While in the USA the civilization of the automobile had long since triumphed, on the old continent it was still an expensive toy reserved for the privileged few.
But something was changing, and these few would multiply rapidly. That success which in America was due to Henry Ford and his economical small cars was in Europe an effect of the First World War. Motor vehicles had performed honorably on the battlefield, demonstrating themselves to be useful and trustworthy, and thus they sparked the interest of the common folk.
Gas pumps existed in Europe before and during the war. By 1910 Bowser was selling a simple version of the self-measuring pump in France for installation with an underground tank; some years later, this and other models appeared in other parts of Europe.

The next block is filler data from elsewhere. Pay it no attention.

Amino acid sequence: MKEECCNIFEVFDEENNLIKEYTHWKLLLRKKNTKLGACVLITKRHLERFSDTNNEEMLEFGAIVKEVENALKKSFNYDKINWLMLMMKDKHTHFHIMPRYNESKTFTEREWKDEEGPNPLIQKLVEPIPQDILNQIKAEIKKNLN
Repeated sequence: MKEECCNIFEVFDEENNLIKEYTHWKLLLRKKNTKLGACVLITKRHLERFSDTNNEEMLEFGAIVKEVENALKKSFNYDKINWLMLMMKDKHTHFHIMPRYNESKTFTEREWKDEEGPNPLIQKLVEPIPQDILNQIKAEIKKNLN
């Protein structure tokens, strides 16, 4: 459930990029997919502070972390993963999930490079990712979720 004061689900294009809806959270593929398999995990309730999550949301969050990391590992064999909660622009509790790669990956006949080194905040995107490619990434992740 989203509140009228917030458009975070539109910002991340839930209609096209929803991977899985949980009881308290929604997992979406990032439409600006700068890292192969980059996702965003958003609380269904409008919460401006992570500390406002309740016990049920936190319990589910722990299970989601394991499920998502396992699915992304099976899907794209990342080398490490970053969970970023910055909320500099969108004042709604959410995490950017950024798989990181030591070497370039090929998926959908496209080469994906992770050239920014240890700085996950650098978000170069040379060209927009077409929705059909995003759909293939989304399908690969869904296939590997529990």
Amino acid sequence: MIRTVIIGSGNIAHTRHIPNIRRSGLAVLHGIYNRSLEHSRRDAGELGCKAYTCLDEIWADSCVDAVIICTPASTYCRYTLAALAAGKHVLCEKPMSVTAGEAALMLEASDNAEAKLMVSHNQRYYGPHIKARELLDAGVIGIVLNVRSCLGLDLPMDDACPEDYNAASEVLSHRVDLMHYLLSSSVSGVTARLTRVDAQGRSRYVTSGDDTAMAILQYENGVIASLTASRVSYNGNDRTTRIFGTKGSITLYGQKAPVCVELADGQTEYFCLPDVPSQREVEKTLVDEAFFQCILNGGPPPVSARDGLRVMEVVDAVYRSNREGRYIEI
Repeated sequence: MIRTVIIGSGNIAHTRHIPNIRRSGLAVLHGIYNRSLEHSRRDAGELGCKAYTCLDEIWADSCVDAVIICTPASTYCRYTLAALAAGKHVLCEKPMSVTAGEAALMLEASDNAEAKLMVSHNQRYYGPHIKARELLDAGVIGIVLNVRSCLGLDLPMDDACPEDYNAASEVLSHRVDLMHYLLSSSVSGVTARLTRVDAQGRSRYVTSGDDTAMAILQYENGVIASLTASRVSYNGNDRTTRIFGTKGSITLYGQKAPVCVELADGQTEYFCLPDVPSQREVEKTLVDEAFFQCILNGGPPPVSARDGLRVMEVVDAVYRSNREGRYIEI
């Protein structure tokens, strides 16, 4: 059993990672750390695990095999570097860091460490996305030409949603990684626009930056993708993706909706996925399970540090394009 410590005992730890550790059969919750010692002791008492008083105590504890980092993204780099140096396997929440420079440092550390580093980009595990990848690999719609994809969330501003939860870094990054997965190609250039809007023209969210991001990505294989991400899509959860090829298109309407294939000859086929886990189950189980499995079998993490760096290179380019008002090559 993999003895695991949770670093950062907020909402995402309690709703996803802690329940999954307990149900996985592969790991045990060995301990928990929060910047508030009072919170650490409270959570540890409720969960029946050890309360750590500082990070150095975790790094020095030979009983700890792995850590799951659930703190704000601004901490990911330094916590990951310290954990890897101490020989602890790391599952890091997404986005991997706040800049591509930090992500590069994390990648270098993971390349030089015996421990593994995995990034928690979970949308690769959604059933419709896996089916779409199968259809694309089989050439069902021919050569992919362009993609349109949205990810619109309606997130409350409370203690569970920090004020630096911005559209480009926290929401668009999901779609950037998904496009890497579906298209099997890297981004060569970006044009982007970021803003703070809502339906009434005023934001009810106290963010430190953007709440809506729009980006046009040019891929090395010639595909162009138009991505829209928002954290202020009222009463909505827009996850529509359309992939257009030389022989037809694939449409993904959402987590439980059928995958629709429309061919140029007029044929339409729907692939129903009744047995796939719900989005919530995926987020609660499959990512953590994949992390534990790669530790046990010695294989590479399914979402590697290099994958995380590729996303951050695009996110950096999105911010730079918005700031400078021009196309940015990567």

In 1918 the Italian firm S. A. Bergomi introduced the cumbersome Securitas pump, which was used by some large garages and hotels; equally unwieldy pumps were put to the service of the Parisian Compagnie des Omnibus; the armed forces utilized gas pumps in massive numbers wherever there was a battle.
On the streets, nothing: groceries and pharmacies were more than up to the job of filling a dozen or so gas tanks a day. But as soon as the roads began to fill with automobiles, the colonnine or “little column,” as the gas pump came to be called‹made its appearance in Europe.
With the American experience behind, there was almost nothing left to invent.